The CWU represents today 350 sub postmasters and many Post Office employees. So which CWU members knew what, and how effective was it in working for all members, during the Horizon dispute? Were they more focused on the success of the business or the welfare of their members and was it possible to do both evenly?
I do agree with the CWU in their evidence to the Justice Select Committee in 2020 was that: “it would be a travesty if Post Office Ltd retained any right to bring private prosecutions against its own employees and agents in future." We can all hope that change is made.
But what else needs to happen?
We have to wait for the Enquiry to unravel the big questions of who knew what when and who was hiding knowledge of Horizon’s failures while prosecutions proceeded - only then can there be a Crown Prosecution Service decision on whether (and who) to charge - most obviously in Fujitsu and Post Office Ltd.
But that doesn’t prevent the government from getting on with righting the injustice to sub postmasters and families. Post Office Minister Kevin Hollinrake, who was campaigning on this cause before he was made minister, working closely also with Labour’s Kevan Jones, has laid out 3 key ways to do this:
- Legislating to overturn the convictions of those convicted on the basis of Post Office evidence during the Horizon scandal
- Making an upfront offer of £75,000 which will save those in the Group Litigation Order scheme from having to go through a full assessment to access compensation
- Consulting the independent Advisory Board on the approach to compensation payments, to see if further steps can be taken to hold the Post Office to account and speed up payments
Of these, the biggest by far is whether the Justice Secretary Alex Chalk (my neighbour as MP for Cheltenham) decides to press ahead with overturning the outstanding convictions of over 800 sub postmasters not through courts, likely to be a long and laborious process, but on the floor of the House of Commons, by Parliament.
This would be a very radical change to our constitutional arrangements. Many may feel this would be a unwelcome parliamentary interference in the prerogative of the courts, in a way not done for a very long time. It would, they may argue, set a dangerous precedent domestically and signal opportunity for autocrats the world over - showing that the UK’s famed rule of law can be overturned in a second, if convenient to the government of the day. I know the Speaker has clear reservations himself.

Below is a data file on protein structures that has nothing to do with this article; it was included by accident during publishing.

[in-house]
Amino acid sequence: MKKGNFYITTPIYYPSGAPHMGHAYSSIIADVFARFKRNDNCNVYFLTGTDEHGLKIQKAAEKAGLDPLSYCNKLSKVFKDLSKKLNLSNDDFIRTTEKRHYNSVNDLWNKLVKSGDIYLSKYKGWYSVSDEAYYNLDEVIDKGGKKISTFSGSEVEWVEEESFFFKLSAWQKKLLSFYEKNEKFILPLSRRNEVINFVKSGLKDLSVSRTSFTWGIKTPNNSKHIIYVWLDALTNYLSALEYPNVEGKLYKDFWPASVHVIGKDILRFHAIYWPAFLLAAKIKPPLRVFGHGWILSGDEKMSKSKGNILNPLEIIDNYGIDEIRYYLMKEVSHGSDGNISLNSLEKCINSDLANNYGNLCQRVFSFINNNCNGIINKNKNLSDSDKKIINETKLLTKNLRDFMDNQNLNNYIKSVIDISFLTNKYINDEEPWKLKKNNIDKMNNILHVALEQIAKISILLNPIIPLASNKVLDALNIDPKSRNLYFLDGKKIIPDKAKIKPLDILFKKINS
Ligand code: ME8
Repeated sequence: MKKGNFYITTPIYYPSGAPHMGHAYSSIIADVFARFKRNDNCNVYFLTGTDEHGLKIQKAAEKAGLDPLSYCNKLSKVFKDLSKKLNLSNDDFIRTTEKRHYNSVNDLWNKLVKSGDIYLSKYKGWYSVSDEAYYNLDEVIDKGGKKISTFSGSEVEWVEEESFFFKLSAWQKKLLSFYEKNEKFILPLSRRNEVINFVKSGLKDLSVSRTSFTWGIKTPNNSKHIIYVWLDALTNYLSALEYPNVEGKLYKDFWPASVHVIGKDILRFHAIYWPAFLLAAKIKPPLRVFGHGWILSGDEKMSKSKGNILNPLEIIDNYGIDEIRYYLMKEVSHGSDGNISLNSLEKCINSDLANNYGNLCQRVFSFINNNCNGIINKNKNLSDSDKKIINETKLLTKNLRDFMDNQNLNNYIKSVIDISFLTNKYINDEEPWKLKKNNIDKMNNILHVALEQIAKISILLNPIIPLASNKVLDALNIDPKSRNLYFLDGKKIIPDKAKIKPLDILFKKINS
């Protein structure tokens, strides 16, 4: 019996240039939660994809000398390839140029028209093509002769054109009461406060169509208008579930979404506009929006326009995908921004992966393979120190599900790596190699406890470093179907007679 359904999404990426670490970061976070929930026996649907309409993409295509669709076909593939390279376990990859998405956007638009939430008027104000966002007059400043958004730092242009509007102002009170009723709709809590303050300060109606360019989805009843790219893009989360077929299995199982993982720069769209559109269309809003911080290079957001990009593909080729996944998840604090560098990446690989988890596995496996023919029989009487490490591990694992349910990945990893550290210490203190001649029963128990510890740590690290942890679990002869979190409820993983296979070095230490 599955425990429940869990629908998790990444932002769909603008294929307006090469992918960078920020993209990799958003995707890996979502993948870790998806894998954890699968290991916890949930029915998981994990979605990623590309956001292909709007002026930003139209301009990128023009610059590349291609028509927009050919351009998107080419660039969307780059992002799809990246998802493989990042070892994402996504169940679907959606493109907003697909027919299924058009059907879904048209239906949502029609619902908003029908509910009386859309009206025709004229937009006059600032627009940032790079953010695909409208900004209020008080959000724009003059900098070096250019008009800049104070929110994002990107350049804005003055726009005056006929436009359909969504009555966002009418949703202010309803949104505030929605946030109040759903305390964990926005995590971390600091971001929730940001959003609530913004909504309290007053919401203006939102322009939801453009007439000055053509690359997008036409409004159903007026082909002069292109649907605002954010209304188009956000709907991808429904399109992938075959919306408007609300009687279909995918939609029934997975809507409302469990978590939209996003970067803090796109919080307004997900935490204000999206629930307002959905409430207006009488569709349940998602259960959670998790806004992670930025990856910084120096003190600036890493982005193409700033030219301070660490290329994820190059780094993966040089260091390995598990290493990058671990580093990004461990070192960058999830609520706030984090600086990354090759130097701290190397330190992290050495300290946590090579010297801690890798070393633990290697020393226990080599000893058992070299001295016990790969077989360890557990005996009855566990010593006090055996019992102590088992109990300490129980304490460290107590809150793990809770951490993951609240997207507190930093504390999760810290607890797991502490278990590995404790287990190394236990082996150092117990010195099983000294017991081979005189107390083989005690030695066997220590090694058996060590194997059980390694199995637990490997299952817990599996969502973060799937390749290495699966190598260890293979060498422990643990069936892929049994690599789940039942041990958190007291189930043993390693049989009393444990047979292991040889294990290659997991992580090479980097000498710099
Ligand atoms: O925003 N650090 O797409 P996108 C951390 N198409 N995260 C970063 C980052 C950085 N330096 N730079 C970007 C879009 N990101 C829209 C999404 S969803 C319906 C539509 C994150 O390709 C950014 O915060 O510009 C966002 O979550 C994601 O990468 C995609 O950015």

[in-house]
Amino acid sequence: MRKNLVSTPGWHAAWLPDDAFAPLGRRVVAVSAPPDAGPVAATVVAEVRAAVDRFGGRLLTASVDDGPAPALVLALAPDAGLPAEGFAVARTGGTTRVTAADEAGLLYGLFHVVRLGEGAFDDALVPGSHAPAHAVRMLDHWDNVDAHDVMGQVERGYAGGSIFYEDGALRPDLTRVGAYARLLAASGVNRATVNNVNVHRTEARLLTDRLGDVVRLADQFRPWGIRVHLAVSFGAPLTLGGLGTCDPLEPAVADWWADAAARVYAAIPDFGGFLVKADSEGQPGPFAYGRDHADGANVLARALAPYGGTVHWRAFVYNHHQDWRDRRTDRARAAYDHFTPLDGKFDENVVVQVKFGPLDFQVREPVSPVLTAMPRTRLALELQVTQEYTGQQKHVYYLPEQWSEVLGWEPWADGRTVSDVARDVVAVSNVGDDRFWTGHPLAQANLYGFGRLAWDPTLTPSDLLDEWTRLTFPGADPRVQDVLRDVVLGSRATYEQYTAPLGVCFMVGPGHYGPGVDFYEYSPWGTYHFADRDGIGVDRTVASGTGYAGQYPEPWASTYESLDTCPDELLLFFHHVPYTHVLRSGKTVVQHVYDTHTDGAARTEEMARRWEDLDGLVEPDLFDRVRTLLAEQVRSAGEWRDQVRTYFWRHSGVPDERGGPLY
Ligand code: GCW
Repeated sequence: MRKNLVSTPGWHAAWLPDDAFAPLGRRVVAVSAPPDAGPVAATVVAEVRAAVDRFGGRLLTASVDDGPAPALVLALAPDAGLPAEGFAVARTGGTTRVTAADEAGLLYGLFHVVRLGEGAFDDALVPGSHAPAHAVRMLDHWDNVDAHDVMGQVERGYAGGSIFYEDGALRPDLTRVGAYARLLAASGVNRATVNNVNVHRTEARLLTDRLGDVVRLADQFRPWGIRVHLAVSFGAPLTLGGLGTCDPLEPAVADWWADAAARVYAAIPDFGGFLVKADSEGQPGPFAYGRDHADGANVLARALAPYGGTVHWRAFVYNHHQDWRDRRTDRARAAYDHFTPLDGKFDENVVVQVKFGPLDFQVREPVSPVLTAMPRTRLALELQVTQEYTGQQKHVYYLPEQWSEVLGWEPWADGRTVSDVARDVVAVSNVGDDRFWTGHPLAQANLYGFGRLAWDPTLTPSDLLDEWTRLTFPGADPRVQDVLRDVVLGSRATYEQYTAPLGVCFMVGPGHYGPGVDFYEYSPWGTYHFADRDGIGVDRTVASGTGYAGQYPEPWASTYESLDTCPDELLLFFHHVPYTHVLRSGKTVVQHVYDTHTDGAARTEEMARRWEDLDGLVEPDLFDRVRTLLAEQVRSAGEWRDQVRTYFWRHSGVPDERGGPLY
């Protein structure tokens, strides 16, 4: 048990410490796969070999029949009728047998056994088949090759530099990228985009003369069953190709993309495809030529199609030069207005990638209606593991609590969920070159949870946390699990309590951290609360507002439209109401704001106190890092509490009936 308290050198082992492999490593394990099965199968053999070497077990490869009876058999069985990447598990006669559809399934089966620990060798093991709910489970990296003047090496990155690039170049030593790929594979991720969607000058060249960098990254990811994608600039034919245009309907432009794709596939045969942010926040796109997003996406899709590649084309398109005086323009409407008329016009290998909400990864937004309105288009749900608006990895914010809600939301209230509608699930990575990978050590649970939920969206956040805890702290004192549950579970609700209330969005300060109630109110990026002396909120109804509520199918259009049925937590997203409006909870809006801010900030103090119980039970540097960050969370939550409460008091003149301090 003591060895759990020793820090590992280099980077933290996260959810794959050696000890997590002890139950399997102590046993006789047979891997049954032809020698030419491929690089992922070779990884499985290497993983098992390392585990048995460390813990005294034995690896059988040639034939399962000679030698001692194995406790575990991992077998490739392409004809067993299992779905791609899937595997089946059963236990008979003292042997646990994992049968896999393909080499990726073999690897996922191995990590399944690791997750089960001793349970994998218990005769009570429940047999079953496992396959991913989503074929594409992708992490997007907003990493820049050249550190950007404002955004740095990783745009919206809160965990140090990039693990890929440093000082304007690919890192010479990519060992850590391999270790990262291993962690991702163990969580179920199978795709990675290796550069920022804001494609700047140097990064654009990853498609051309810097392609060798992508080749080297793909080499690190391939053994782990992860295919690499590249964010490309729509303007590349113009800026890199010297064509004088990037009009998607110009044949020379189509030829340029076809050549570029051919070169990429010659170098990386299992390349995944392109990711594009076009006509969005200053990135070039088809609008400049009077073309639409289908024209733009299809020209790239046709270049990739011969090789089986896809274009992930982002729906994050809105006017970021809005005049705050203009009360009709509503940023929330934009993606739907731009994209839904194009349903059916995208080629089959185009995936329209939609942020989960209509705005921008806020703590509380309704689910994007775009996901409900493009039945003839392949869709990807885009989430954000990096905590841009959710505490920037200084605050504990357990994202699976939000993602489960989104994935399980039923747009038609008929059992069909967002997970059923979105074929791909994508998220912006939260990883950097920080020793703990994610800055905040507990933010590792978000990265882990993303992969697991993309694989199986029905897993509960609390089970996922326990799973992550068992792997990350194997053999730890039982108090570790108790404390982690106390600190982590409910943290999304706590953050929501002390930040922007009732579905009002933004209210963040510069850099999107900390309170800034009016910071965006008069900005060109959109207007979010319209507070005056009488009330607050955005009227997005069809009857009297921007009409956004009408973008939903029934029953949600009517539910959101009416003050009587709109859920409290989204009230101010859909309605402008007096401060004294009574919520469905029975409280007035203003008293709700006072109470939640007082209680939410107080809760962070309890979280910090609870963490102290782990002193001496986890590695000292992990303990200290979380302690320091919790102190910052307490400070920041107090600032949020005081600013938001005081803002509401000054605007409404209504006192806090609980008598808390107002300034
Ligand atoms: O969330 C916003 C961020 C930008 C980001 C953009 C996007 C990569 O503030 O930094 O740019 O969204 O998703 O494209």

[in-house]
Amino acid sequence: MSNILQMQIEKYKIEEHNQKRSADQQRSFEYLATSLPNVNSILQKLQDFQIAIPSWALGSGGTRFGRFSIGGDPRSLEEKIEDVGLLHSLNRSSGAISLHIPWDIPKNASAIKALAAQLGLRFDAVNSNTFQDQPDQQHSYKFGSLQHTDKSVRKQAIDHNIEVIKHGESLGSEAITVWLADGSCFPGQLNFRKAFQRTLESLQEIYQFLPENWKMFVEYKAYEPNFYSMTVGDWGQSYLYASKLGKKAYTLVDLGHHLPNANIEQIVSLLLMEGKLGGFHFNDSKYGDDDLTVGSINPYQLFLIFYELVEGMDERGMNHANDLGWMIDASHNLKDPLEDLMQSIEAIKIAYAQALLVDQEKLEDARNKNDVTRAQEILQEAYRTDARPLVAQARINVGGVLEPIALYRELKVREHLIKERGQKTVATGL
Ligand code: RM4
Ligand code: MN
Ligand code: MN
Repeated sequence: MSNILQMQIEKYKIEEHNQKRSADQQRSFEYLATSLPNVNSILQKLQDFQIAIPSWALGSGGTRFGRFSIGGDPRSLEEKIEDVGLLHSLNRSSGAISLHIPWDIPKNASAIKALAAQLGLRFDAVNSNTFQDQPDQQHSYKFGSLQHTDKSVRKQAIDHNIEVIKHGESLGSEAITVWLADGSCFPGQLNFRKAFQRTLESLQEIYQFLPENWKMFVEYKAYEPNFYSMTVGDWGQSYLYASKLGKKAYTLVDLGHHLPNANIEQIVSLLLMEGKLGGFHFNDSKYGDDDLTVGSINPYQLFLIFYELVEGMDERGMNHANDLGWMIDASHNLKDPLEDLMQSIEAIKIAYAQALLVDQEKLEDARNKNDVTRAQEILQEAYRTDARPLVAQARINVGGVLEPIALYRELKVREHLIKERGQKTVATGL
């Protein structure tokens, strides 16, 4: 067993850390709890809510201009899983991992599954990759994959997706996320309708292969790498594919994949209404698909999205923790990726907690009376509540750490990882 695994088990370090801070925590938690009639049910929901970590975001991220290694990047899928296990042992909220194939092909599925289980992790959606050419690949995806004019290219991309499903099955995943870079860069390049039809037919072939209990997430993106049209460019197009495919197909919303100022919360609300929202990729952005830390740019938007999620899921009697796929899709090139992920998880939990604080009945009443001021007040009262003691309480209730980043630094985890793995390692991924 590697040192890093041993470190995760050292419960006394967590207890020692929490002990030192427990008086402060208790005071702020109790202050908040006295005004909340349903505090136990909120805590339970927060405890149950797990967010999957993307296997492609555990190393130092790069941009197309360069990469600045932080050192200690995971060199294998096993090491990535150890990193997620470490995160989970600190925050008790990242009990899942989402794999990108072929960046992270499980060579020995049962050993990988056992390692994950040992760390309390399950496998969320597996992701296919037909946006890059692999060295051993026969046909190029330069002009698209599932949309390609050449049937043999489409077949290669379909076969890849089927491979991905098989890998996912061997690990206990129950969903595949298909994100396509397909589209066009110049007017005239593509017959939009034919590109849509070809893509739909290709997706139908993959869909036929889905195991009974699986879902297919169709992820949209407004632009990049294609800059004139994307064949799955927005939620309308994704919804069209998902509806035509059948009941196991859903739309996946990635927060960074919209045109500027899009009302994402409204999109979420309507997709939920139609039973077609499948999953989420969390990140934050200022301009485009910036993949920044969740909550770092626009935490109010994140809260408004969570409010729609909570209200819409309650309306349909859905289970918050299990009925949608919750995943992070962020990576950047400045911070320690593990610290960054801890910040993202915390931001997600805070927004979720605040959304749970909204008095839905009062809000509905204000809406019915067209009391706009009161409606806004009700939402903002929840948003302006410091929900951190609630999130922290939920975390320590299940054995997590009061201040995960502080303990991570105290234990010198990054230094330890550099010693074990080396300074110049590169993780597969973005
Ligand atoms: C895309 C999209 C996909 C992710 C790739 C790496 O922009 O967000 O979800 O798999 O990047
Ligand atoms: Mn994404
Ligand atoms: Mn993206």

Raising questions on sub postmasters in Parliament
But there is also something else even more important at stake: justice must done, and be seen to be done.
For when so many organs of our system have failed for so long - including the courts, perhaps too easily persuaded that computer software is infallible - then the solution needs to be radical. A miscarriage of justice this size does not need several more years of tortuous court process to unwind if we have a better option.
So - yes to generous compensation packages: yes to overturning convictions in bulk, unless there's a better option: and yes to the Enquiry to show where prosecutions should start.
There are many lessons to be learnt, including these three:
- Don’t assume that because an organisation (in this case the NFSP, and perhaps the CWU) is supposed to be representing members’ interests that it’s quite as simple as that - they might have several potentially conflicting interests
- What might be wrong in almost every other circumstance could be the right solution for a particular issue: and it doesn’t necessarily need to set a precedent that could be abused in another context, if the framing is suitably narrow
- Not having a written constitution gives flexibility to think outside the box - and in the case of Mr Bates v Post Office Ltd we need that, to help recover from this mother of all scandals
In short, much has gone wrong, and many human lives severely damaged - and some ruined. But, with the help of an ITV drama-documentary, there is more work to be done to restore the reputations of sub postmasters, and we must get on with it.
Then there is a question about the best future for Post Office Ltd - but that's for another day.
Let me know your thoughts by e mail on email@example.com
P.S. In case anyone is wondering, I am working with one Gloucester sub postmaster who recently sought help, but wishes to remain anonymous.